Foodservice Equipment & Supplies

APR 2017

Foodservice Equipment & Supplies magazines is an industry resource connecting foodservice operators, equipment and supplies manufacturers and dealers, and facility design consultants.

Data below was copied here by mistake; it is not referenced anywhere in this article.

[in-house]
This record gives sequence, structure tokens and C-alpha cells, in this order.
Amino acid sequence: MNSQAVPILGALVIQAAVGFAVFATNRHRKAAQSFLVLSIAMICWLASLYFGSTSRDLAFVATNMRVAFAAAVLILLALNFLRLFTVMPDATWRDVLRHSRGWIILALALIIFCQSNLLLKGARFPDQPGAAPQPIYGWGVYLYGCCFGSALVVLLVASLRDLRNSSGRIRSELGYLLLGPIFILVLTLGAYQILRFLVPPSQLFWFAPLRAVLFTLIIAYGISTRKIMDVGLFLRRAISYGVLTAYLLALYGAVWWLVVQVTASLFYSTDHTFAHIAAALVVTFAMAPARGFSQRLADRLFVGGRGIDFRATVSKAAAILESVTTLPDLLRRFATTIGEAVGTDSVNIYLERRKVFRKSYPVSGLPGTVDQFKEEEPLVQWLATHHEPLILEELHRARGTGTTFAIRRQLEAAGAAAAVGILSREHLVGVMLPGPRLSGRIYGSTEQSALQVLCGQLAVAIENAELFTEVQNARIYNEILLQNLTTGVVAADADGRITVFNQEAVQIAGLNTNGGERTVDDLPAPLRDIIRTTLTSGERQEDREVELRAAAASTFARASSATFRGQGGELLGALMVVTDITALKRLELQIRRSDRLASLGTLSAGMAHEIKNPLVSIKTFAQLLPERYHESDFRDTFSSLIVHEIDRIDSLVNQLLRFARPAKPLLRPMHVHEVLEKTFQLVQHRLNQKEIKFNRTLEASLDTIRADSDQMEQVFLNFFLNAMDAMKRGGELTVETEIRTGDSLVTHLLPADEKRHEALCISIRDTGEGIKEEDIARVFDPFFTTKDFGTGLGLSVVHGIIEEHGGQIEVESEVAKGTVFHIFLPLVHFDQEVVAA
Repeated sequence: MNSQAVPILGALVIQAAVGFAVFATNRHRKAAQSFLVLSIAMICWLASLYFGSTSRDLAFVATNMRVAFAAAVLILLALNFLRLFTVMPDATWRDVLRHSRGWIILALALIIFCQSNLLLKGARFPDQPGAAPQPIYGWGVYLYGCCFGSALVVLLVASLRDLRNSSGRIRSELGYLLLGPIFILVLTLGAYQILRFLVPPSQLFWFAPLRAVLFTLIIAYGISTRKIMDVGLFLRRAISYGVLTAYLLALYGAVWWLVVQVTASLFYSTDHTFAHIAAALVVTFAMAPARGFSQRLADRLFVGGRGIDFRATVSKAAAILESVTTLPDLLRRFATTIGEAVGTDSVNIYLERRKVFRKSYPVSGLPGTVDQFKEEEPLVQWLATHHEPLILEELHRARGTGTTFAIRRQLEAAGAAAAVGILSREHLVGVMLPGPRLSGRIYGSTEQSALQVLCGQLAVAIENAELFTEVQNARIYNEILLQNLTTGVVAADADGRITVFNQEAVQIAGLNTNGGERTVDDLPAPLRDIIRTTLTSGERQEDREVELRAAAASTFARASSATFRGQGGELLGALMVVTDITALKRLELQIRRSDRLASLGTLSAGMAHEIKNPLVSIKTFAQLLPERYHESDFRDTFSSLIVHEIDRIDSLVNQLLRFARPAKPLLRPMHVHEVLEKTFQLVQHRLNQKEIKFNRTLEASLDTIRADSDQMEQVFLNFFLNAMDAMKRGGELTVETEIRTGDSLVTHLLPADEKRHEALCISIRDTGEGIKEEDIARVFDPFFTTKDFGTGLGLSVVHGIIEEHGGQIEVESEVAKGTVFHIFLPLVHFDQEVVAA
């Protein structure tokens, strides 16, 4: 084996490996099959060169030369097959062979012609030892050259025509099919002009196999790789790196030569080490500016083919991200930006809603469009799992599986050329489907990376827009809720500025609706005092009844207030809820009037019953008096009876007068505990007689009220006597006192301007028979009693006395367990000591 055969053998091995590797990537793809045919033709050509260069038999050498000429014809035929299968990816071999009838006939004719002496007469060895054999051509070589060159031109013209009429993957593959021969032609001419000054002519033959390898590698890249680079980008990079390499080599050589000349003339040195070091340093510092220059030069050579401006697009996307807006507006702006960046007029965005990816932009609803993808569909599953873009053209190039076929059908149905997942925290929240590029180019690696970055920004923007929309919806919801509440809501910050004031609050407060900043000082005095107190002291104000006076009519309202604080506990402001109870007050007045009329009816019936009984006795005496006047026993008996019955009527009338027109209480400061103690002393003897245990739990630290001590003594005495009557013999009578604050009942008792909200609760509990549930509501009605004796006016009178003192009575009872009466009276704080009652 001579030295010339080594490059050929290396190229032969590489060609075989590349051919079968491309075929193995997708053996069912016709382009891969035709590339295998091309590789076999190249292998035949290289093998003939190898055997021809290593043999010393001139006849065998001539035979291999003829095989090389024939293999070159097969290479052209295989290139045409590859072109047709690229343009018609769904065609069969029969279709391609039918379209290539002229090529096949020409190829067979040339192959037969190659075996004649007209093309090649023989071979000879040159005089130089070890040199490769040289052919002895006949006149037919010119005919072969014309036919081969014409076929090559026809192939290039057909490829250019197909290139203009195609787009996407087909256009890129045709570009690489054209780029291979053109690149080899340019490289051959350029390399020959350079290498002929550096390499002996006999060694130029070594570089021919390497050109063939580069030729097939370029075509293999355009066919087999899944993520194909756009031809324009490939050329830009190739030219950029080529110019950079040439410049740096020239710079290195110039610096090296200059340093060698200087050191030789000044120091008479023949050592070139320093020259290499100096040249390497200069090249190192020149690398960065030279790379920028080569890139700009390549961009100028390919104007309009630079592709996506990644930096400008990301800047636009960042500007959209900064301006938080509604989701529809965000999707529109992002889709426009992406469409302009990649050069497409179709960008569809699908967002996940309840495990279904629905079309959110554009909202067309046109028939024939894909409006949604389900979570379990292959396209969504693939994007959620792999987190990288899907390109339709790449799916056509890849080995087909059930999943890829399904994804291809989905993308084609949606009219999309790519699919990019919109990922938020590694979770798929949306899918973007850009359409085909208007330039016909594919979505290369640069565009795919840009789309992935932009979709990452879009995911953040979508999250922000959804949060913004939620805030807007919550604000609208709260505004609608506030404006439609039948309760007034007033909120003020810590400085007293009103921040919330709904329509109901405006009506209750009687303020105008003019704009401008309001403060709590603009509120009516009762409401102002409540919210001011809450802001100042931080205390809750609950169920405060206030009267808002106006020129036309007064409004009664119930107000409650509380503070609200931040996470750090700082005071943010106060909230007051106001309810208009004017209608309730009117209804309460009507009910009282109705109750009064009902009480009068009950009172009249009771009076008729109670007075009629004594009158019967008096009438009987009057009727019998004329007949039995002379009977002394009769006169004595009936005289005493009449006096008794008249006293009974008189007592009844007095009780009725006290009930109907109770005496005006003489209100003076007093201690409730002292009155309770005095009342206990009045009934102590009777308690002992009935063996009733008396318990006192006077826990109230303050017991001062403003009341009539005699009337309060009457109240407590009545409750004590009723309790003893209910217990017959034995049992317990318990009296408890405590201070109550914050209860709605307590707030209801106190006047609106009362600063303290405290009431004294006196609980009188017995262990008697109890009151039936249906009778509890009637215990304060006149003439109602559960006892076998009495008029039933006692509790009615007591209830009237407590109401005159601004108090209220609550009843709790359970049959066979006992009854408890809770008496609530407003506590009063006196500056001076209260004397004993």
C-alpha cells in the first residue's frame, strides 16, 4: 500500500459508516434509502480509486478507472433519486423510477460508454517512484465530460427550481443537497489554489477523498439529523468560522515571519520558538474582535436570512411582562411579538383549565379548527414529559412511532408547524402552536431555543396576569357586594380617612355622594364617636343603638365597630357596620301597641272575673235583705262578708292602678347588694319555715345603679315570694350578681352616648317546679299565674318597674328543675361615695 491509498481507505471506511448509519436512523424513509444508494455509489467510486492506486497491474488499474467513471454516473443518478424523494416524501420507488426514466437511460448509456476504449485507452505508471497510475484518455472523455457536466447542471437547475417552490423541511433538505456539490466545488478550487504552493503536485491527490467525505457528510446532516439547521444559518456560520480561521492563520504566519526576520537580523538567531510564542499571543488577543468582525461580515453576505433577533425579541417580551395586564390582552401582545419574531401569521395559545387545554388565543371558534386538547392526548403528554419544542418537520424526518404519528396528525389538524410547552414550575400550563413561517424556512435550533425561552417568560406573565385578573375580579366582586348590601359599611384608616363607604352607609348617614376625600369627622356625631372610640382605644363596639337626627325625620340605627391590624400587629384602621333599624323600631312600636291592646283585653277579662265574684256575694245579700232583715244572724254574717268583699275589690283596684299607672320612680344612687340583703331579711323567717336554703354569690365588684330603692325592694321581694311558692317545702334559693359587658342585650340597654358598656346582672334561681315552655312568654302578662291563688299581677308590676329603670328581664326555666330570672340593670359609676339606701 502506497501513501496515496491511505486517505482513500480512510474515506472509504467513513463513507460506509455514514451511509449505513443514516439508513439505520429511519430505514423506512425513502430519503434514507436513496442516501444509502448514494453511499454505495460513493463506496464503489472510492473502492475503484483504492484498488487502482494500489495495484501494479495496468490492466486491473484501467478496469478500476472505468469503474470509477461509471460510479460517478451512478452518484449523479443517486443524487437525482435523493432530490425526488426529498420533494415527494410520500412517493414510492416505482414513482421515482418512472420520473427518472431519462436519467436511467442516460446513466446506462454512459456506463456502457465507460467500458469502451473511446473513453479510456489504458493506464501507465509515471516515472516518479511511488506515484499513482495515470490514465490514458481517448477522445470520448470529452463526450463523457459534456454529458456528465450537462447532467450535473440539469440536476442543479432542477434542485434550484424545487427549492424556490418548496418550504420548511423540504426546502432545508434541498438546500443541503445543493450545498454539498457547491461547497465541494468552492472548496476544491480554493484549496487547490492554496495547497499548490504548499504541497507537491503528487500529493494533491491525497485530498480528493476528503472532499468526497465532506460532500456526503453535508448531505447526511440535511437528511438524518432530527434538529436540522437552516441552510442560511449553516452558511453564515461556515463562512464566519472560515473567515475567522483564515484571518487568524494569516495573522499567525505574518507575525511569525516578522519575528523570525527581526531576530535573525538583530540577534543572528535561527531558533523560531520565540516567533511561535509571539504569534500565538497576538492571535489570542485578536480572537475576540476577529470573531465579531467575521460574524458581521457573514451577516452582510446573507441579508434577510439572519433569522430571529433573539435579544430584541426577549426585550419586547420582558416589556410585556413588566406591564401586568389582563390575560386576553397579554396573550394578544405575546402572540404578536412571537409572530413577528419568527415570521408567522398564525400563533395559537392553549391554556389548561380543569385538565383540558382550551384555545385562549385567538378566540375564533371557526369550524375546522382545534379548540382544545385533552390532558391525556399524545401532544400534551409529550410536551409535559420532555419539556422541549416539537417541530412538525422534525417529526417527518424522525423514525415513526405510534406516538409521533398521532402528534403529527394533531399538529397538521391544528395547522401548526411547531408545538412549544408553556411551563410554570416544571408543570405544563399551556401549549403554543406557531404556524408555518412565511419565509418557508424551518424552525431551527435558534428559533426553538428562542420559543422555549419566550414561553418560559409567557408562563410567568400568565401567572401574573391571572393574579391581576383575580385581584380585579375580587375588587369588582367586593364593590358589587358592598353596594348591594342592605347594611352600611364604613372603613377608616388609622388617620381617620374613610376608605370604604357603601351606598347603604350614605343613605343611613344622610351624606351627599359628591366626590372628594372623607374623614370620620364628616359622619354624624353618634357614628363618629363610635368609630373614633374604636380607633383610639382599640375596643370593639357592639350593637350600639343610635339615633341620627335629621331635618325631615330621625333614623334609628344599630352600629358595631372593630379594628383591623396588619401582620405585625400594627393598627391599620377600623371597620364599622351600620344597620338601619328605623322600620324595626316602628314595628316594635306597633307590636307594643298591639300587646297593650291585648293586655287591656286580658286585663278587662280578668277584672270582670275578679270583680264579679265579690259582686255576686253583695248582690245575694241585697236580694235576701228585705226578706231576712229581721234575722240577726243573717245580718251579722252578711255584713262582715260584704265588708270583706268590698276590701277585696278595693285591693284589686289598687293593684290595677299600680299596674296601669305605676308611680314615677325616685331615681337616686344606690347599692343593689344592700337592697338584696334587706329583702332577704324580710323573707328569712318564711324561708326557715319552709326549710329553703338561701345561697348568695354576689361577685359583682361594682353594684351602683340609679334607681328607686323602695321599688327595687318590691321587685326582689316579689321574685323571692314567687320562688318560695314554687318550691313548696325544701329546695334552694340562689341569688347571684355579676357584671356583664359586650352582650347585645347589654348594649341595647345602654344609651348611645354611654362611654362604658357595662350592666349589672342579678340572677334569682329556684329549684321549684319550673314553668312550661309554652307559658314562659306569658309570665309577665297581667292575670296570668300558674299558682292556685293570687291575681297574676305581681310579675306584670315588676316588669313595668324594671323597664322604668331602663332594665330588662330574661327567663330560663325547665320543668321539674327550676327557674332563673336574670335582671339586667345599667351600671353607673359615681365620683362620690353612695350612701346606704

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APRIL 2017 • FOODSERVICE EQUIPMENT & SUPPLIES • 109 "Staff would complain of sore backs and arms using standard prerinse equipment," Green says. "Because we had to utilize the school's existing conveyor machine and pot/pan machine, we were limited on how we could configure this space. With the addition of a new recirculating trough collector, fewer team members are needed to perform these tasks, team members need less time to pre-scrap dishes and do not report sore backs. This entire area has been streamlined, giving them up to three times the space and also getting better air- flow in the area to reduce worker fatigue." In the servery, the design team focused on form and function. "From an aesthetic point of view, we had to complement the other renovations in the building and use the same color palette," Beron says. "The space is very contempo- rary and includes the use of school colors, beautiful tile and excellent lighting," Knight says. "It is a remarkable change, and students love it." Reconfiguring the servery resulted in a more efficient, convenient traffic flow. In the old servery, team members had to continuously reload serving carts to refill food needed at the lines. "Cross traffic between servers and students cre- ated challenging traffic flow," Knight says. "Traffic flow was very hectic and slowed down stu- dents trying to get out to eat," Green adds. "The students also entered and exited in the same area, creating a large bottleneck for everyone involved." The new design allows students to enter in a different area and exit directly into the dining space. "After they enter the servery, students can go to different lines to pick up the foods they like rather than stand in one line," Fish says. "They can visit as many lines as they like." "This traffic design has eliminated bottlenecks and helps students move through the lines more quickly," Knight says. "It also allows students a better view of the choices we have available." Also in the original servery, students picked up full meals and a few a la carte selections. The new design contains seven lines, including two main entree lines, along with a salad bar, a grab-and-go line, a separate a la carte line and a new pizza cor- ner. In addition, equipment needed to restock all the lines sits in a different area that does not congest the lines of students.

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